Coping With Loneliness In Social Isolation


A happiness expert on how to feel less alone.

There are a lot of stressful factors weighing on us right now amid this global pandemic. But, if there’s something that author Gretchen Rubin of The Happiness Project knows best, it’s that happy people are more likely than others to do something about the world’s woes. In other words: Finding light during dark times is really important to our collective future.

This week, we’re going to talk to Gretchen about how to cope with the pandemic. Today, Rubin weighs in on how we can combat feelings of loneliness — and how to help others with the same problem.

What’s behind our loneliness:

We are social creatures. And one of the reasons that loneliness is such a terrible feeling is that we can’t survive alone. All those social connections, which tend to boost our spirits, have been disrupted. For many of us, we’re wanting to connect more because there’s this crisis. But we’re not getting extra connection — and we’re not even getting the bare minimum.”

On coping with feeling lonely:

It’s hard to change our thinking and shake thoughts. But we have a lot of control over conscious action. So if you want to lift your mood, put on your favorite upbeat music. Or, why don’t you walk around the block?

One thing you can do is talk to a friend on the phone while you go on a walk outside, six feet apart from everybody else. So you’re doing our social distancing, getting fresh air and chatting on the phone. It’s just like you’re walking next to your friend — their voice is in your head.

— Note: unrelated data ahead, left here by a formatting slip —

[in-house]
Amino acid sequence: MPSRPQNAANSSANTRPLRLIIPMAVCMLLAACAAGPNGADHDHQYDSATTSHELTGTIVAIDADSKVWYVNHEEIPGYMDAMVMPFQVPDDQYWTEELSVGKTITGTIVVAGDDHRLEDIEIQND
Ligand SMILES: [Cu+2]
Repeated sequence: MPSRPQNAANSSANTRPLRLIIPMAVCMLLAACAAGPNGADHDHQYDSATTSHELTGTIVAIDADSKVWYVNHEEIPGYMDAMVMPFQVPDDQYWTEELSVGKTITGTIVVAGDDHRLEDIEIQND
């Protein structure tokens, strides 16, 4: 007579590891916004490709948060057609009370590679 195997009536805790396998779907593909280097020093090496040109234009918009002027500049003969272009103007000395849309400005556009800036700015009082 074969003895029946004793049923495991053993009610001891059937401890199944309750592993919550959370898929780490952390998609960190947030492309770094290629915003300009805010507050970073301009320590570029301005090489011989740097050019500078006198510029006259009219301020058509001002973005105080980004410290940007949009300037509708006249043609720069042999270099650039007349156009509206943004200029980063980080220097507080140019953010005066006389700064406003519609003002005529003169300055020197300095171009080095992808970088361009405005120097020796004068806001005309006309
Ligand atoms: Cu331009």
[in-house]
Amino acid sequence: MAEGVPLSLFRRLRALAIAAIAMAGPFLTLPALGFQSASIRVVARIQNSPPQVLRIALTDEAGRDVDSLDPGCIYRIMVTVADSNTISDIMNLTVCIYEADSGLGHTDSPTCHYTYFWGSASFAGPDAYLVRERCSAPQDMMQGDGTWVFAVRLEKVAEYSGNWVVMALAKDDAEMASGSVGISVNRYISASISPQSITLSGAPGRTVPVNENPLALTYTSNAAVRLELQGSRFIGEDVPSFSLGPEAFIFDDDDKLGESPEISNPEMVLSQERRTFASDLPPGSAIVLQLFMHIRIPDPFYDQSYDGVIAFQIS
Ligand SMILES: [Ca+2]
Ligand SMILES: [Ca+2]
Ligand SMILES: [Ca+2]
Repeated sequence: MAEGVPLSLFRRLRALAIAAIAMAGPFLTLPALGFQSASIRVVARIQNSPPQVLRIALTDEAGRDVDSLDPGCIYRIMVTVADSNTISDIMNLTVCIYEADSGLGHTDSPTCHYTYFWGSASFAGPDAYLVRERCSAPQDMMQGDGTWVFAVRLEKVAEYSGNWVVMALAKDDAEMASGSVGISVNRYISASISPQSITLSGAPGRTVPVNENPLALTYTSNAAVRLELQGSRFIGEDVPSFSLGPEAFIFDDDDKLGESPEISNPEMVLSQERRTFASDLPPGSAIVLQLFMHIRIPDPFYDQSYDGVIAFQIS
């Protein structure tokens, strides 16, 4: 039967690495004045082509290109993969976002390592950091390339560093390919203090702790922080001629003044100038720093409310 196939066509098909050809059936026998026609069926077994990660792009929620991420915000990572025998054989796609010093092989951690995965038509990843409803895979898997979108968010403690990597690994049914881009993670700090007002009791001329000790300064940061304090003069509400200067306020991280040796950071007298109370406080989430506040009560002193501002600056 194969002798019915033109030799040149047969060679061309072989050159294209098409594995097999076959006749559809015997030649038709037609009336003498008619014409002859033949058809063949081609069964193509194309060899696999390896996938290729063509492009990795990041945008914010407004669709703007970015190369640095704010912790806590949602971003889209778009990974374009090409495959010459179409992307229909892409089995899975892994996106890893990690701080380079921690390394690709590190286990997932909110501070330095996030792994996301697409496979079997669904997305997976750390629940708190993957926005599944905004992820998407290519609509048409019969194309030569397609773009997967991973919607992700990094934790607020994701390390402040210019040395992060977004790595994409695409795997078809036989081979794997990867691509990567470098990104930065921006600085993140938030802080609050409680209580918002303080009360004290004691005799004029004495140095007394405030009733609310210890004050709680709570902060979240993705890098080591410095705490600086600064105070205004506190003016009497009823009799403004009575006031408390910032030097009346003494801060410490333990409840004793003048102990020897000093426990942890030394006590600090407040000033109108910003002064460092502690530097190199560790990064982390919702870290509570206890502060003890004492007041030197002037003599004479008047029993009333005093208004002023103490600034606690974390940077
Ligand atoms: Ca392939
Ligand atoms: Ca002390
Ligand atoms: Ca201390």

And seek out virtual communities. I have the Happier with Gretchen Rubin podcast, and my sister and I have been doing IG Live conversations on weekdays at 4 p.m. EST, and we talk about coping with this. It’s a community thing — people weigh in and we respond to comments and people respond to each other. We draw some ideas, ask for hacks, and talk about what’s on our minds. It’s people from all over the world, and it’s comforting. We’re all in this together, we’re all wishing each other well, and we’re trying to help each other. Many of these types of communities are popping up because we’re all hungry for ways to connect.”

How to help others feel less alone:

Call your loved ones more, especially those who are elderly, or at a higher risk. Send funny videos of your pets.

Frequency is more important than content. It’s more important to just be like, ‘Hey, what’s up? How are you?’ Rather than feeling like every time you send a text or an email, you have to have something to say in particular.

And you don’t only want to talk about bad news, because it’s very tempting to be like ‘Oh my gosh, did you hear this new development?’ But it’s hard when you may not be doing much. So, find ways to have fun. We have a group T.V. show that out extended family watches — so we can all talk about that T.V. show.”

On makeshift companionship:

I think we also just miss just companionship. When you’re hanging out with friends, you’re not talking all the time. My daughter will do Facetime with her friends, where they just do work. They’re just hanging out and doing their work, but they’re with each other.

And if you don’t have an animal already, maybe try fostering a pet. For some people there really is kind of a loneliness for animals.”

On if a loved one gets sick:

“It’s really hard because you can’t necessarily do all the things that you want to, like rush over with a casserole. And it may not be that clear what’s going on as there’s still so much confusion about the virus. So you also don’t want to flood somebody with kind of rumors or anecdotal information that might be confusing or upsetting to them.

I think calling, writing a letter or sending a care package is the best thing you can do.”

This interview has been edited and condensed.

This appeared on